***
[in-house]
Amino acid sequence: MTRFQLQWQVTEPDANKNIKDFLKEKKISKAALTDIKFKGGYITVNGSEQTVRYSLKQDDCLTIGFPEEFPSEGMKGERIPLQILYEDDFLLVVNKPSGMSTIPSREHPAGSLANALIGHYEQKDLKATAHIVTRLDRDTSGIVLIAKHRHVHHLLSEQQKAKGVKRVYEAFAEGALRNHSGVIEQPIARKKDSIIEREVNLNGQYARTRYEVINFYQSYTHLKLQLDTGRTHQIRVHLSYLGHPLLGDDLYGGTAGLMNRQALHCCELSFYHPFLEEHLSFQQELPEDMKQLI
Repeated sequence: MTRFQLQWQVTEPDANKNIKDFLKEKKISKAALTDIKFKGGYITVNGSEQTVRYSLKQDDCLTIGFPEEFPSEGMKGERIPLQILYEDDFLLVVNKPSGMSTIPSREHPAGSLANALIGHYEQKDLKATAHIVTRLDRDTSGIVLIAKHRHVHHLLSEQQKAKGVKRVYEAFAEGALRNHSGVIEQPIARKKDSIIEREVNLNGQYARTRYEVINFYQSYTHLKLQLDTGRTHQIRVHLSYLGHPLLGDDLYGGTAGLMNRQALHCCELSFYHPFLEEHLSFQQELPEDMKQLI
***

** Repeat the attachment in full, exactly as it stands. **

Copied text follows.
[in-house]
Amino acid sequence: MTRFQLQWQVTEPDANKNIKDFLKEKKISKAALTDIKFKGGYITVNGSEQTVRYSLKQDDCLTIGFPEEFPSEGMKGERIPLQILYEDDFLLVVNKPSGMSTIPSREHPAGSLANALIGHYEQKDLKATAHIVTRLDRDTSGIVLIAKHRHVHHLLSEQQKAKGVKRVYEAFAEGALRNHSGVIEQPIARKKDSIIEREVNLNGQYARTRYEVINFYQSYTHLKLQLDTGRTHQIRVHLSYLGHPLLGDDLYGGTAGLMNRQALHCCELSFYHPFLEEHLSFQQELPEDMKQLI
Repeated sequence: MTRFQLQWQVTEPDANKNIKDFLKEKKISKAALTDIKFKGGYITVNGSEQTVRYSLKQDDCLTIGFPEEFPSEGMKGERIPLQILYEDDFLLVVNKPSGMSTIPSREHPAGSLANALIGHYEQKDLKATAHIVTRLDRDTSGIVLIAKHRHVHHLLSEQQKAKGVKRVYEAFAEGALRNHSGVIEQPIARKKDSIIEREVNLNGQYARTRYEVINFYQSYTHLKLQLDTGRTHQIRVHLSYLGHPLLGDDLYGGTAGLMNRQALHCCELSFYHPFLEEHLSFQQELPEDMKQLI